Yes, I didn't mean to imply that I was providing an exhaustive list of languages where this approach could be implemented. I merely mentioned Python because it had been brought up several times in the thread.
> Grab the item in the map at that key -> check that it exists -> check that the type is what you expect.
I'd argue with that phrasing. You don't check for the key, nor do you check the type. That would imply something like an if-statement to ensure the presence of a key, and switching over a type. In such a system, you could forget to check for null, or make some other mistake that causes the program to fail at run time.
The functor approach does not rely on the developer checking anything. It is 100% type safe, enforced by the type system, cannot crash at run time, and does not require you to provide a data type to extract the data into.
The functor approach doesn't involve any type casting, and null pointer exceptions are impossible.
int JsonValue::getAsInt(int defaultIfError);
Or, in Go:
func (JsonValue*) AsInt() (int64, error)
Or are you just talking about it returning the value as a Rust-style Result sum type?
Then I found ruby and loved how simple it was to not worry about a type system.
Then I found out how infuriating it was to not have types.
Now I’m older and appreciate having types.
Cool story, bro.
Crystal looks cool!
Basically, a lot of Perl's object-orientation weirdness derives from it all being exposed to you. It's an excellent learning experience if you ever want to know what it means to be a "class" or an instance thereof, since "methods" are just ordinary subroutines that expect your object (or class, for constructors) as the first argument, and class instances are just ordinary scalar/array/hash objects blessed with a package name. Nothing hidden or abstracted away. Simple and flexible enough to fit into the TMTOWTDI philosophy.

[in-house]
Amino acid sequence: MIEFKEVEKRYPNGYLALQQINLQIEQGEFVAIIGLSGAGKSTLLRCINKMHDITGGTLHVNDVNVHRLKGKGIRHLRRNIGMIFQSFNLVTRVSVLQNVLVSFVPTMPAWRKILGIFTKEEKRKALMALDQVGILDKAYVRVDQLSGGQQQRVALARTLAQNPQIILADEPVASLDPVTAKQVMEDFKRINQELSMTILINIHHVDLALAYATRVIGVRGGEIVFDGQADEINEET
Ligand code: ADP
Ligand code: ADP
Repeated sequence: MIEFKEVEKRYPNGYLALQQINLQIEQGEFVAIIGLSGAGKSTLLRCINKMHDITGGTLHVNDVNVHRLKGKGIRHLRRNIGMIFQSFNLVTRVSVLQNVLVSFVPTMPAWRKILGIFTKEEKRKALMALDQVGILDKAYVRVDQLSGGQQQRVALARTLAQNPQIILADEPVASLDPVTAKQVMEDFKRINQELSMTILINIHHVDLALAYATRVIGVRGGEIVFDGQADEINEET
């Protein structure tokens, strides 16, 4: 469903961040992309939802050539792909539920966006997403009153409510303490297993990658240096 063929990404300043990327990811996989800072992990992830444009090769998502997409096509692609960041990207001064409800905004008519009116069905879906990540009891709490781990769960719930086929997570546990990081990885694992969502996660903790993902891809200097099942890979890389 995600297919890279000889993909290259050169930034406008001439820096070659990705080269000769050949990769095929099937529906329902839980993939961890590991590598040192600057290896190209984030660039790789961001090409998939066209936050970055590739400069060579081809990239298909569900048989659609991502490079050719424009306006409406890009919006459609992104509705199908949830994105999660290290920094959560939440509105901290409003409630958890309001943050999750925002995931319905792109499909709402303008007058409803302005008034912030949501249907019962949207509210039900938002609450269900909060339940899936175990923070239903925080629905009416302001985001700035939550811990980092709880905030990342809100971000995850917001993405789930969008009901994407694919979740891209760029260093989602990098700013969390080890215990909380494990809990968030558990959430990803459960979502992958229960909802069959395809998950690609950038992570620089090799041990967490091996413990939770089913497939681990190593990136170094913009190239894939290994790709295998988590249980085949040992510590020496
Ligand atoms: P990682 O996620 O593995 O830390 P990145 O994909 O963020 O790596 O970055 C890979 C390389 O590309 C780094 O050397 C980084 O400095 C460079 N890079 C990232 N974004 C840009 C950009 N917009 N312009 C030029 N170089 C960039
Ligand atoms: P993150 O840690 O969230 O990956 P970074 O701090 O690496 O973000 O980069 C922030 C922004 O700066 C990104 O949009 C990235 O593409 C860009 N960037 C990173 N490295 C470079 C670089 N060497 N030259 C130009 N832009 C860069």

The only thing that I have against crystal is that my compiled binary didn't work on all other machines I tried it on. Even the practically identical macbook of a friend of mine. Looking around on their wiki pages and in the issues on github didn't give me any real solutions. So right now, as the version numbering suggests, it isn't ready for production.
It is anyway the trend we are getting back to, after we have learned our lesson how threads and plugins can bring whole processes down, while being good vehicles for security exploits.
This is reflected in the Erlang way of doing things (since there's no such thing as "shared memory", at least not directly); a process needing data from the DB sends a message to the DB connector process, which runs the query via one of a set of pooled connections and sends the result back as another message to the requesting process.
Why is this inherently easier to you with threads rather than forks? Many very successful apps use a forking model and do what you say, so I’m genuinely curious on your reasoning here.
If you like the idea of a fast, compiled, statically-typed, Ruby-like programming language, you can support Crystal development here (NOTE: I'm not affiliated with the Crystal project in any way. I'm just a happy consumer): https://crystal-lang.org/sponsors/